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WFU Physics Colloquium

TITLE: Theory of electric polarization and orbital magnetization

SPEAKER: Professor David Vanderbilt,

Department of Physics and Astronomy, Rutgers University

TIME: Thursday Jan. 25, 2007 at 4:00 PM

PLACE: George P. Williams, Jr. Lecture Hall, (Olin 101)

Refreshments will be served at 3:30 PM in the lounge. All interested persons are cordially invited to attend.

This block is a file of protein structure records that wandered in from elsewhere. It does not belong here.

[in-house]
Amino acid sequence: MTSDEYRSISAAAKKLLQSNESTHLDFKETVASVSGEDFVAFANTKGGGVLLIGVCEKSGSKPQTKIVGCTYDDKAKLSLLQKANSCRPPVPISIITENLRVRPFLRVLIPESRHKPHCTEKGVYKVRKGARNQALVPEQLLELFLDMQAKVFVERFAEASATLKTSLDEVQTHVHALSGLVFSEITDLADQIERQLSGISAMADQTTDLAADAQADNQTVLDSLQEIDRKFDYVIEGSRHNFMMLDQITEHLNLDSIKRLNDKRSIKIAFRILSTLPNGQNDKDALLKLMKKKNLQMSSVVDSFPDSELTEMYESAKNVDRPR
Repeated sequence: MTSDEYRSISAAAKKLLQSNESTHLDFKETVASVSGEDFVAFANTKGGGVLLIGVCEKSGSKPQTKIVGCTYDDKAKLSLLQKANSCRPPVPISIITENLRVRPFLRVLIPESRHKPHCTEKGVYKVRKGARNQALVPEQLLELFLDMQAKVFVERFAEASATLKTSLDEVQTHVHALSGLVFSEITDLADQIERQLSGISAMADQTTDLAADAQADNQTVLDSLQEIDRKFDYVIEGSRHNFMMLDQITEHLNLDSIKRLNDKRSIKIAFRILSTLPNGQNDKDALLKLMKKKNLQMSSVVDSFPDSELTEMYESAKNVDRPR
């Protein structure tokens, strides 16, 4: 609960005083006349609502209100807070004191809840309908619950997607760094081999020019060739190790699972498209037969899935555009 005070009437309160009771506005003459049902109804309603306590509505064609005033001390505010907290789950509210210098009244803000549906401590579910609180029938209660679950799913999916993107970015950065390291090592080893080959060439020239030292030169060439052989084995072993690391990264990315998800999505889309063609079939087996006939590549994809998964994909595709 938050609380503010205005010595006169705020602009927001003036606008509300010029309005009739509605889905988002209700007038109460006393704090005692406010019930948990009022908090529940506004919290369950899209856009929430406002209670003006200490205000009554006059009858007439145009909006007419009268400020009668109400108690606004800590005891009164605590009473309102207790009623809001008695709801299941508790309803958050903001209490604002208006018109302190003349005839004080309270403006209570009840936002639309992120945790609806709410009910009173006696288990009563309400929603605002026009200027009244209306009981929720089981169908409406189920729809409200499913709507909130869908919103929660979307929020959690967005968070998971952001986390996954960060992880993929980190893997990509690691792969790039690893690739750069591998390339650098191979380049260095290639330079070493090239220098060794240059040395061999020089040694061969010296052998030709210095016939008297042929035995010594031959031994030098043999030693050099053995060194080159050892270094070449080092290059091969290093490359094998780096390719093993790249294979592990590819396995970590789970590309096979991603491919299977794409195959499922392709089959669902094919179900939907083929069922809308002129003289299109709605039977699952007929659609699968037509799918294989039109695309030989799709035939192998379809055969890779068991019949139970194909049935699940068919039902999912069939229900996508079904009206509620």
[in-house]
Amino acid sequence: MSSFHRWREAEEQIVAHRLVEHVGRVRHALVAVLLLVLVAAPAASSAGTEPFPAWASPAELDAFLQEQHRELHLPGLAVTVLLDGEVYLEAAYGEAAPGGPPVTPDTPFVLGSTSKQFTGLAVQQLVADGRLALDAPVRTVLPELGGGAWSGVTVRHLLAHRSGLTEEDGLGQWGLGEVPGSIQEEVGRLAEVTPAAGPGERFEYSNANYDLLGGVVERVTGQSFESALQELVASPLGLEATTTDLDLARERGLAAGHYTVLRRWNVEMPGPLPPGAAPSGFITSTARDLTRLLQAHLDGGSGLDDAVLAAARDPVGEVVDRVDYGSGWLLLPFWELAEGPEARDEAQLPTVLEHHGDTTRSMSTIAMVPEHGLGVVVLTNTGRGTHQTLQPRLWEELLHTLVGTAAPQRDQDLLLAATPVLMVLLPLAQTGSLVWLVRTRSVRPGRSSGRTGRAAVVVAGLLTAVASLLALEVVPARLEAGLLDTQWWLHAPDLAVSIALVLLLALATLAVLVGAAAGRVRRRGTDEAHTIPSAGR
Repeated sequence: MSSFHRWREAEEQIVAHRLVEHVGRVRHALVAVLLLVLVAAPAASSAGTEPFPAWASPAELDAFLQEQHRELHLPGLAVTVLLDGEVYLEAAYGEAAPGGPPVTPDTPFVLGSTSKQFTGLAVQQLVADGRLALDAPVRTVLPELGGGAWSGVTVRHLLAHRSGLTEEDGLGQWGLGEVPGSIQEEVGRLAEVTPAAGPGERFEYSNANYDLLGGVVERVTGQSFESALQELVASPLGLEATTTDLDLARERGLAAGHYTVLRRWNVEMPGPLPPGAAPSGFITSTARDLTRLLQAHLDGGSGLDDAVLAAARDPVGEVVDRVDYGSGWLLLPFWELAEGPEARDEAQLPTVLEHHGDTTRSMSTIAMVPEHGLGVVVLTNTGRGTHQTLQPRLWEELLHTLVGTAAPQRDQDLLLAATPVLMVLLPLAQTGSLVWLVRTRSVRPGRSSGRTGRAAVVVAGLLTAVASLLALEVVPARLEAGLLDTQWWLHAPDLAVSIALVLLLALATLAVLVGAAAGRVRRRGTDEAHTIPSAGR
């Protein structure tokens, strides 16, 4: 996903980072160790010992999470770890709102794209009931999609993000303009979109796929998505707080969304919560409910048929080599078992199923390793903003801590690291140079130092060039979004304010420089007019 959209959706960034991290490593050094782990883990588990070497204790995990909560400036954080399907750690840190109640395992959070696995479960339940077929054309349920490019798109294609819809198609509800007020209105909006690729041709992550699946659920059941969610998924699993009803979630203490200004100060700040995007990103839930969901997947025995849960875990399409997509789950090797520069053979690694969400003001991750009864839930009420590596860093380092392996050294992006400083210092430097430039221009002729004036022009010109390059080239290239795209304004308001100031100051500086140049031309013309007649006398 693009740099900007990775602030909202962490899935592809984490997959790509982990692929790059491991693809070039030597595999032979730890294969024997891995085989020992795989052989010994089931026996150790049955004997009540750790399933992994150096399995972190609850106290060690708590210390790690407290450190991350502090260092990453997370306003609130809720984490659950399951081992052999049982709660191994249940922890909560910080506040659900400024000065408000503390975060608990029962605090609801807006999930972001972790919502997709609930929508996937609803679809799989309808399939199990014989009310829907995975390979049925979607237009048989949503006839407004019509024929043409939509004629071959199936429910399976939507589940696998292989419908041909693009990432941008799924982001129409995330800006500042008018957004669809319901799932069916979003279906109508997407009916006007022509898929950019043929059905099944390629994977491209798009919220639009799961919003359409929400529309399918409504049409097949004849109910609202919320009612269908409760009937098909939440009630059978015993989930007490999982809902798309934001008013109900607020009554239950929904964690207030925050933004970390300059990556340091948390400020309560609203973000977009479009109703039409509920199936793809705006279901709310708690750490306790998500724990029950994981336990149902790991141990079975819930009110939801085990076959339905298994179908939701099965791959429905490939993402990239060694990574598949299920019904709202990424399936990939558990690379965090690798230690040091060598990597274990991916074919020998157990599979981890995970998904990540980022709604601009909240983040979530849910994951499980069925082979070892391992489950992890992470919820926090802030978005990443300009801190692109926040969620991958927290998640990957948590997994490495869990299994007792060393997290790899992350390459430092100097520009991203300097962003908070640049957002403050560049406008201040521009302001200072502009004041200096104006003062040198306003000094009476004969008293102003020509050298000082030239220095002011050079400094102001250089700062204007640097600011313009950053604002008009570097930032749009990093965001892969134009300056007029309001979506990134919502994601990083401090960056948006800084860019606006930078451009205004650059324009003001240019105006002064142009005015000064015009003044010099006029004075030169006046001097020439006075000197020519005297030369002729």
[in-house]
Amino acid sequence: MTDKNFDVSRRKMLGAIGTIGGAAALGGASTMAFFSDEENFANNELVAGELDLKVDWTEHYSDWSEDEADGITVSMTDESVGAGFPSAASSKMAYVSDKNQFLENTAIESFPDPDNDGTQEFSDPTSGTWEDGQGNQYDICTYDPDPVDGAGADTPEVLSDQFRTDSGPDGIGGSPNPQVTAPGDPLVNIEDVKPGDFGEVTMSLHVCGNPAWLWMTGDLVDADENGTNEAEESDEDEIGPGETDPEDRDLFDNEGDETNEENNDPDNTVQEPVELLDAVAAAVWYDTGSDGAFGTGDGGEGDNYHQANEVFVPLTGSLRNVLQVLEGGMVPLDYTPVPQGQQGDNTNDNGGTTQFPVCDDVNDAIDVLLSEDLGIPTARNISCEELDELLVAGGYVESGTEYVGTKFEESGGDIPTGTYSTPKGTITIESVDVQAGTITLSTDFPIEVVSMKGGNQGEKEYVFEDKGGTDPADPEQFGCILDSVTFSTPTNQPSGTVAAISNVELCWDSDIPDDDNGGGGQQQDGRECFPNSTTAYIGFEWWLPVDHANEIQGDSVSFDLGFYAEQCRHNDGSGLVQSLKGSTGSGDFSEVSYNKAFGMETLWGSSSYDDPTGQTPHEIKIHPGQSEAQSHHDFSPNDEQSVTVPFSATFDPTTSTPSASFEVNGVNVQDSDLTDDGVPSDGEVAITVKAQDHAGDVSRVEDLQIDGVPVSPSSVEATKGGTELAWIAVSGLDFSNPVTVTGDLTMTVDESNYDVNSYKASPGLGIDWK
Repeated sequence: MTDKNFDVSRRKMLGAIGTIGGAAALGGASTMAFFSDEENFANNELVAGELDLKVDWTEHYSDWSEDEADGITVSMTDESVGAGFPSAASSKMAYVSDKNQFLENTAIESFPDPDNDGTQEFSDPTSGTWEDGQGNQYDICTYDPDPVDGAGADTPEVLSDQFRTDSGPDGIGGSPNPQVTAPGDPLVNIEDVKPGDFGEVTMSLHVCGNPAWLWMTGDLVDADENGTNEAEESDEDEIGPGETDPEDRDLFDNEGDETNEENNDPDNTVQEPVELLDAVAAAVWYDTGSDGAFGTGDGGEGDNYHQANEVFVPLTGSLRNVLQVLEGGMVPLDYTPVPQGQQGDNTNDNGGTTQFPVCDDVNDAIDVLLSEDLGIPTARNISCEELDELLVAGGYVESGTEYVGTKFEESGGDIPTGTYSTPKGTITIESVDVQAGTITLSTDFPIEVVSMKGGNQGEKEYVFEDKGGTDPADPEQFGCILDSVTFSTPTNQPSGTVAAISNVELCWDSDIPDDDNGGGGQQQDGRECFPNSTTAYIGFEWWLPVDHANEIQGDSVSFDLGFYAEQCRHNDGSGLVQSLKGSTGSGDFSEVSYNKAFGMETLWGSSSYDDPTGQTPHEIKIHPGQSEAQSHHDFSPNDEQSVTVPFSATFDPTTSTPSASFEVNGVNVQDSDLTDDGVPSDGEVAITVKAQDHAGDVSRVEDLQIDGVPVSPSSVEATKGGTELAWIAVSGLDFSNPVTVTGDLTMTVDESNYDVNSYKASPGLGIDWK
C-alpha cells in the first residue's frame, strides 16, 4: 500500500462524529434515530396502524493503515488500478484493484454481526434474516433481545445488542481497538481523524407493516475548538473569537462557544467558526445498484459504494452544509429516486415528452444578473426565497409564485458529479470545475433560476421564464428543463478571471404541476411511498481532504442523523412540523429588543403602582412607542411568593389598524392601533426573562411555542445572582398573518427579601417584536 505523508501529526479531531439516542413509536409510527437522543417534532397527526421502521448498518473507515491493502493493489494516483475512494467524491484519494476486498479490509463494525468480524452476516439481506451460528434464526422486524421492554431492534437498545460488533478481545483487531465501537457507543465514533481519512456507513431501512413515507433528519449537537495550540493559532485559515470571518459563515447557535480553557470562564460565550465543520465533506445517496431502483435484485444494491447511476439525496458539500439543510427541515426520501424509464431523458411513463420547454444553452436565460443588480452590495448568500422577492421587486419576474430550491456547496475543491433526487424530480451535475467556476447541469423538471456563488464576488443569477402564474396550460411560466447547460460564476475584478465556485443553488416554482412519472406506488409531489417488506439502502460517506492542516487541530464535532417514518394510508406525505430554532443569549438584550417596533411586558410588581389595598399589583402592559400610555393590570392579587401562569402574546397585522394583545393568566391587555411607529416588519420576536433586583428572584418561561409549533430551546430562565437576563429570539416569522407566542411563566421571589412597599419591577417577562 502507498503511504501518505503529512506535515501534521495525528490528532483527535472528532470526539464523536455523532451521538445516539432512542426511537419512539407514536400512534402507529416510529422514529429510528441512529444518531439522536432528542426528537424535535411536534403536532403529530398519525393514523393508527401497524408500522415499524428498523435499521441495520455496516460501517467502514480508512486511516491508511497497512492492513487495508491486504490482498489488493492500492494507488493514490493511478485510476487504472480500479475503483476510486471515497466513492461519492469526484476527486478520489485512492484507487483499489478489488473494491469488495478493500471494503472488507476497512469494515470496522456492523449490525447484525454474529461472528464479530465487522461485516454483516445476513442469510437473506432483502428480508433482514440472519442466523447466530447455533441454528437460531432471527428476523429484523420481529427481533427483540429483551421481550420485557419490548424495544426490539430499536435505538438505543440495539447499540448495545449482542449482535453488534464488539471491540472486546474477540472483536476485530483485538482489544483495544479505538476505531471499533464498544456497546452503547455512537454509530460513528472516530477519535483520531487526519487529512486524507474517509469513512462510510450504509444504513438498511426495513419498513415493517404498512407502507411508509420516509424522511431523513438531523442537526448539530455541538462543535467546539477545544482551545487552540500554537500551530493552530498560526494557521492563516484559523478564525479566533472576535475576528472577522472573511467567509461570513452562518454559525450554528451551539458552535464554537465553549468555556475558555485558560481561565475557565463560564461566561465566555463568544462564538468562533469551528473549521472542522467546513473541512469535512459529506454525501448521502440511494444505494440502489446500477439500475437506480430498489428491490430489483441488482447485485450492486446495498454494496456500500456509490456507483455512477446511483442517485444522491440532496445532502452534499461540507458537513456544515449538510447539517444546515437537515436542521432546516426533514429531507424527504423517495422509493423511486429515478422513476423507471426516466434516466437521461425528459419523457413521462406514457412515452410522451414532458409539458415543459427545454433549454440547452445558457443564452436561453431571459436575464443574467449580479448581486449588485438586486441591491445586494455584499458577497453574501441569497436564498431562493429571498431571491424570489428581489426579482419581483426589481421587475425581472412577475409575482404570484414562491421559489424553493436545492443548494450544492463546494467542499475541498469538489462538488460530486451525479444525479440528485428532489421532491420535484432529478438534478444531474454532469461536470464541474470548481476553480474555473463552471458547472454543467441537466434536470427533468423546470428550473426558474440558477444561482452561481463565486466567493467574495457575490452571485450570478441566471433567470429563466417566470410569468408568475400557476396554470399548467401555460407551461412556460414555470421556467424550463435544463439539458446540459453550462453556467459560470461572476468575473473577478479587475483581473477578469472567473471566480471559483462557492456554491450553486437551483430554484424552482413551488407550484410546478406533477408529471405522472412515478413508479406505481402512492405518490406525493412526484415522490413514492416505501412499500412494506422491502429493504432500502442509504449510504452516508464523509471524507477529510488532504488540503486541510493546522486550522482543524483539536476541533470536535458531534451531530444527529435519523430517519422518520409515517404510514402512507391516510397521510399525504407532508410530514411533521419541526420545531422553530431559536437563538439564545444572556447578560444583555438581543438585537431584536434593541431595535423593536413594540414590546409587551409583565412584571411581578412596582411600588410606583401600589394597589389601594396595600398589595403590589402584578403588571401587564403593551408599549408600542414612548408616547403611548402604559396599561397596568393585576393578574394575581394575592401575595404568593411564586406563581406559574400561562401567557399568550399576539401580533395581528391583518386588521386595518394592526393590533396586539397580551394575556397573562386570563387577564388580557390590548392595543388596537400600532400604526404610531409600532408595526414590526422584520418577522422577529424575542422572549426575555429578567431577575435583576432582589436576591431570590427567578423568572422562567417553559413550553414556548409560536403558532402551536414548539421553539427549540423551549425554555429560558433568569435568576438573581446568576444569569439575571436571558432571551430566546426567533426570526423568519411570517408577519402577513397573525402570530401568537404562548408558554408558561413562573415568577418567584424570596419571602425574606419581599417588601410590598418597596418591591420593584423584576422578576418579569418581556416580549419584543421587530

Electric polarization and orbital magnetization turn out to be surprisingly difficult concepts to define precisely in a quantum-mechanical context, despite the fact that they are central to any elementary treatment of electrostatics and magnetostatics. I will review the theory that has emerged to describe the polarization and magnetization in 1993 and 2005, respectively. The basic approach is to decompose the continuous charge distribution into localized packets, known as Wannier functions, whose contributions are well defined. Alternatively, the theory can be cast in terms of so-called "Berry phases" and "Berry curvatures". Surprisingly, in the case of the orbital magnetization, a proper theory requires inclusion of a subtle surface term that is actually determined by bulk properties.

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